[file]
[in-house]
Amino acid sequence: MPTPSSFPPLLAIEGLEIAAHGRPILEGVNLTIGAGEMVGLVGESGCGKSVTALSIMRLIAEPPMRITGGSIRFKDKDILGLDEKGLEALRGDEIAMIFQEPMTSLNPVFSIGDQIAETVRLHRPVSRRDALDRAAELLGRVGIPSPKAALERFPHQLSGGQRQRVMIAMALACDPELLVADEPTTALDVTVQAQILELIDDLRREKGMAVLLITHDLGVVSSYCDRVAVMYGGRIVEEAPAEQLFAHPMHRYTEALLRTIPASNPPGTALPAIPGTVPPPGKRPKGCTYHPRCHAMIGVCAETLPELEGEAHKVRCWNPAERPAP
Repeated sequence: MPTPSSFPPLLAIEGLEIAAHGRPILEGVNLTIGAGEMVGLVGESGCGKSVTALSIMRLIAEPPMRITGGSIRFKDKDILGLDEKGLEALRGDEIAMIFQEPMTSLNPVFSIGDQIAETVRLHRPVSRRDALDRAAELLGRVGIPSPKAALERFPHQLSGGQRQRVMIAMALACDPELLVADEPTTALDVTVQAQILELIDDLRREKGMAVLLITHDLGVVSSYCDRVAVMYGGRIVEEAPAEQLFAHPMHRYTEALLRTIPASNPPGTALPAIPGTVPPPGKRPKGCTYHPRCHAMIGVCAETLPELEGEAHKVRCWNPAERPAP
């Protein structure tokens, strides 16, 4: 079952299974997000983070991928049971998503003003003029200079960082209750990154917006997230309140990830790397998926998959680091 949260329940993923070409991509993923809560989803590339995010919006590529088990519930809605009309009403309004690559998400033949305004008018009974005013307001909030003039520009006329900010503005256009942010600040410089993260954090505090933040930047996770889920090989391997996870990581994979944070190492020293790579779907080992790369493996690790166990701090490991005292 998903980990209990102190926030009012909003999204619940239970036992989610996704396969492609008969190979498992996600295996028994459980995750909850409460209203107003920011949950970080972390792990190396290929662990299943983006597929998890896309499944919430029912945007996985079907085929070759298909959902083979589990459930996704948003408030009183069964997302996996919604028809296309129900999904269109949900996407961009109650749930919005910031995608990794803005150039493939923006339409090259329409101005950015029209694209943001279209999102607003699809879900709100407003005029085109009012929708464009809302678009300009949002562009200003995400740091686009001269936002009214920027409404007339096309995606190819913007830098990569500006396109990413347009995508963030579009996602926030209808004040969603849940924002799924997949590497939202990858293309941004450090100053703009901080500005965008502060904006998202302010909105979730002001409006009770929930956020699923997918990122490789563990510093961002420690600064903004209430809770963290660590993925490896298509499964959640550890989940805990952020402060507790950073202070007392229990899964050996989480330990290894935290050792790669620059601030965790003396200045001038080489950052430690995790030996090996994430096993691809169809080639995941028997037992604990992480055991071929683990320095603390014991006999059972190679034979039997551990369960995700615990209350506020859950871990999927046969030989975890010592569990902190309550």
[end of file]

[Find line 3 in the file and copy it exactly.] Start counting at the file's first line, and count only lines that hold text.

Repeated sequence: MPTPSSFPPLLAIEGLEIAAHGRPILEGVNLTIGAGEMVGLVGESGCGKSVTALSIMRLIAEPPMRITGGSIRFKDKDILGLDEKGLEALRGDEIAMIFQEPMTSLNPVFSIGDQIAETVRLHRPVSRRDALDRAAELLGRVGIPSPKAALERFPHQLSGGQRQRVMIAMALACDPELLVADEPTTALDVTVQAQILELIDDLRREKGMAVLLITHDLGVVSSYCDRVAVMYGGRIVEEAPAEQLFAHPMHRYTEALLRTIPASNPPGTALPAIPGTVPPPGKRPKGCTYHPRCHAMIGVCAETLPELEGEAHKVRCWNPAERPAP